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How could a new regional security architecture promote formal and informal arms control measures to manage military competition in the region?

Northeast Asia, described once as “ripe for rivalry,” is now careening toward conflict. A new regional security architecture is needed to advance cooperation and limit competition if potential confrontation is to be avoided or at least controlled. This architecture should address security beyond the military domain and help define the parameters of twenty-first-century strategic competition, including the rules that govern behavior across sectors, domains, and the time-intensity spectrum of conflict. Critically, it should also aim to bridge emerging divisions of alliances or blocs.

Such a regional architecture could promote formal and informal arms control measures. In particular, behavioral arms control measures could shape domestic and international social conditions in ways that limit how and when certain capabilities are employed. Further, a new architecture could facilitate dialogue to reduce misperceptions and promote a shared understanding of security developments, including the respective rationales for each country’s changing force postures and the way in which states view emerging technologies. Emphasis in the near term should be on reducing political tensions that exacerbate the multipolar regional security dilemma and limit the potential for productive engagement.

S. Paul Choi
S. Paul Choi is a principal at StratWays Group, a geopolitical risk advisory in Seoul. He specializes in political-military affairs, international security, strategy design, and deterrence.

The security architecture, which should include representation by nongovernmental organizations, could also ensure sustained attention to advance cooperation and publicly message areas of common interests between states such as public health and countering climate change. Even if such cooperation remains limited to these areas, it ensures relations are not defined solely by military competition and may mitigate domestic pressures to dismiss arms control efforts, or worse, prematurely use military force.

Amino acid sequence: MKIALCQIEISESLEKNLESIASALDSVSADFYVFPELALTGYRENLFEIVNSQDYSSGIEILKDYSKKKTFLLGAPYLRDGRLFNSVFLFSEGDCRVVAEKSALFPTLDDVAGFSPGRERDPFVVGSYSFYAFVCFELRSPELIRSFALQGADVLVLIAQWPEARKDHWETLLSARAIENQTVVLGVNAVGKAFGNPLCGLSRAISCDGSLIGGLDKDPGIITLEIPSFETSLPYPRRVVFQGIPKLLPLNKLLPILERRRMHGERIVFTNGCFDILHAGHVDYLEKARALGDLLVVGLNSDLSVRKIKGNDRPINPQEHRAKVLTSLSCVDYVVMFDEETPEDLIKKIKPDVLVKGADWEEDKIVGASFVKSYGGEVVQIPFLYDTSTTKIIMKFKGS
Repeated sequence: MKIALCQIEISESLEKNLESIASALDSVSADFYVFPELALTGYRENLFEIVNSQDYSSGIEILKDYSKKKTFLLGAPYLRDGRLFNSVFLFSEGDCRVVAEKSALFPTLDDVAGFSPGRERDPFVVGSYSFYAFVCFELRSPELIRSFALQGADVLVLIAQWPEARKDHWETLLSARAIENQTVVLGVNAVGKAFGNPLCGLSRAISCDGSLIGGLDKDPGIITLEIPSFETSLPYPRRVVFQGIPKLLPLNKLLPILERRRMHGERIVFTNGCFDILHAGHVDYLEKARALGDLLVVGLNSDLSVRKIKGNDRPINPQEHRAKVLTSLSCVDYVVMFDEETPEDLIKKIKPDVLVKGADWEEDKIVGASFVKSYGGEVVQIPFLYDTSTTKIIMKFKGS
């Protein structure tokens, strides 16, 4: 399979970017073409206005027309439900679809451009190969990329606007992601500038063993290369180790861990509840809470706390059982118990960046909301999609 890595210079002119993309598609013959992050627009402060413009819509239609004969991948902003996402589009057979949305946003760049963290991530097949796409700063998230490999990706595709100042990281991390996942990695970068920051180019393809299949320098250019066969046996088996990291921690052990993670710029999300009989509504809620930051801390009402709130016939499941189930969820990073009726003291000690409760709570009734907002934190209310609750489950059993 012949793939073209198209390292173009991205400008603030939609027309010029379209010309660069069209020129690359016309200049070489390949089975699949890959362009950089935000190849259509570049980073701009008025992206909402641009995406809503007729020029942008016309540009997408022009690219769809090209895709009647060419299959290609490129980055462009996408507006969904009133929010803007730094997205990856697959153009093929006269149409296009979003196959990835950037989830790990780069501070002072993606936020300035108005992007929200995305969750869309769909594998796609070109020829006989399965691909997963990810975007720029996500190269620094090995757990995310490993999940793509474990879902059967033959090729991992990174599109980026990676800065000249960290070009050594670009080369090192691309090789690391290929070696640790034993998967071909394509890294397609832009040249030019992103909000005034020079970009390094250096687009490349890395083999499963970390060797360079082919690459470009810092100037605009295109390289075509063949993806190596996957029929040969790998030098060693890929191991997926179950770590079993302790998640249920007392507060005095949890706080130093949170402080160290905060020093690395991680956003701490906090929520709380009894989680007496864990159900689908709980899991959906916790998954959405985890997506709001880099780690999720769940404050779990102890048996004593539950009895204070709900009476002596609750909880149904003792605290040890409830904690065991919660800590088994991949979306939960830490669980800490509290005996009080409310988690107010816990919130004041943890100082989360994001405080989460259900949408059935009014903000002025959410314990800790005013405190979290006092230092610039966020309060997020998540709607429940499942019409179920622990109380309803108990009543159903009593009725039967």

What sorts of quantitative or qualitative arms limitations are both desirable and feasible? And, what sorts of conventional and/or weapons of mass destruction (WMD) capabilities should be subject to limitations?

Amid increasingly tense China-U.S. relations and North Korea’s advancing military capabilities, geopolitical and technological realities challenge the feasibility of any traditional arms limitations. The regional architecture should therefore adopt a realistic agenda that acknowledges the likely continuance of regional force development programs. A nontraditional interpretation of “limiting” arms is most likely to succeed. The most probable sort of arms control is behavioral. It would be in the collective interest of all to shape political conditions in ways that discourage the decision to employ certain types of arms in particular ways. This includes strengthening mores against the use of nuclear and other WMD, as well as establishing common principles to govern the use of emerging technology such as autonomous weapons. These two examples are noteworthy given the trend toward fielding low-yield nuclear weapons and leveraging ambiguity regarding nuclear-conventional integration, as well as actual use of chemical and biological weapons this past decade, despite generally accepted principles against them. Common concern for the increased potential for conflict could be leveraged to promote greater transparency and exchange of information than has been the case in the past.

At the great power and nuclear levels, the new security architecture should explicitly acknowledge China-U.S. mutual vulnerability, recommit China to a “no first use” doctrine, and have the United States adopt a loosely defined “sole purpose” or “existential threat” declaratory nuclear policy—though much of this may depend on improvements in the regional political environment and geopolitics. Such positions, even when they belie force development and postures, would support norms that add to the burden of use. Socialization of such norms can influence strategic cultures and domestic political environments to help restrain the actual use of such arms during conflict. Messaging along these lines would also reinforce the January 2022 P5 statement on nuclear weapons.

The new architecture must then also address the increased risk of conventional conflict inspired by greater confidence in stability through mutual vulnerability at the nuclear level, and of a perceived weakening of U.S. extended deterrence guarantees by non-nuclear U.S. allies. In this context, it is important that force postures be analyzed holistically based on the threats they pose rather than aggregated simply by type. It is unrealistic and irresponsible to expect non-nuclear states to limit qualitative and quantitative conventional arms development when already forgoing nuclear means in a multipolar nuclear environment. Thus, it may be necessary to acknowledge the need of non-nuclear states, such as South Korea and Japan, to advance their conventional missile capabilities and avoid an oversimplistic framing of such armament as fueling an “arms race” with states that pose nuclear threats.